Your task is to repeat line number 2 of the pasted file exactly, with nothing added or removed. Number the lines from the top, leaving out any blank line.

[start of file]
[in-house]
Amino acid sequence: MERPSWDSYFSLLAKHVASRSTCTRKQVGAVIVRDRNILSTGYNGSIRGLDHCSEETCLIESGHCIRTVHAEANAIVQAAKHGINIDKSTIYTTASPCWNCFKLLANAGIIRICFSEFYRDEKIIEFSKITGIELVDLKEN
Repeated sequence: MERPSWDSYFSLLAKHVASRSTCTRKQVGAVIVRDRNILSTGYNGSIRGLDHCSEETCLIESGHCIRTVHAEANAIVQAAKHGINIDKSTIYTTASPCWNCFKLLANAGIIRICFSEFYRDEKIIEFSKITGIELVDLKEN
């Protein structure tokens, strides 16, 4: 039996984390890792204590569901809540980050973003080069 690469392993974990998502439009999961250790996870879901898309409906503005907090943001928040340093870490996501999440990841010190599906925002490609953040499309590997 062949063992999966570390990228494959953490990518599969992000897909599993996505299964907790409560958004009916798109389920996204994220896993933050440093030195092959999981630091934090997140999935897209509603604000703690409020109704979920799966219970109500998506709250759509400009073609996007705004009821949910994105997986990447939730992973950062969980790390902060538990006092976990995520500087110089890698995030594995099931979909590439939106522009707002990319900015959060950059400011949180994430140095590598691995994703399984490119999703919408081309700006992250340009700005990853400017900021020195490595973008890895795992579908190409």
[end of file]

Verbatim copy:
Amino acid sequence: MERPSWDSYFSLLAKHVASRSTCTRKQVGAVIVRDRNILSTGYNGSIRGLDHCSEETCLIESGHCIRTVHAEANAIVQAAKHGINIDKSTIYTTASPCWNCFKLLANAGIIRICFSEFYRDEKIIEFSKITGIELVDLKEN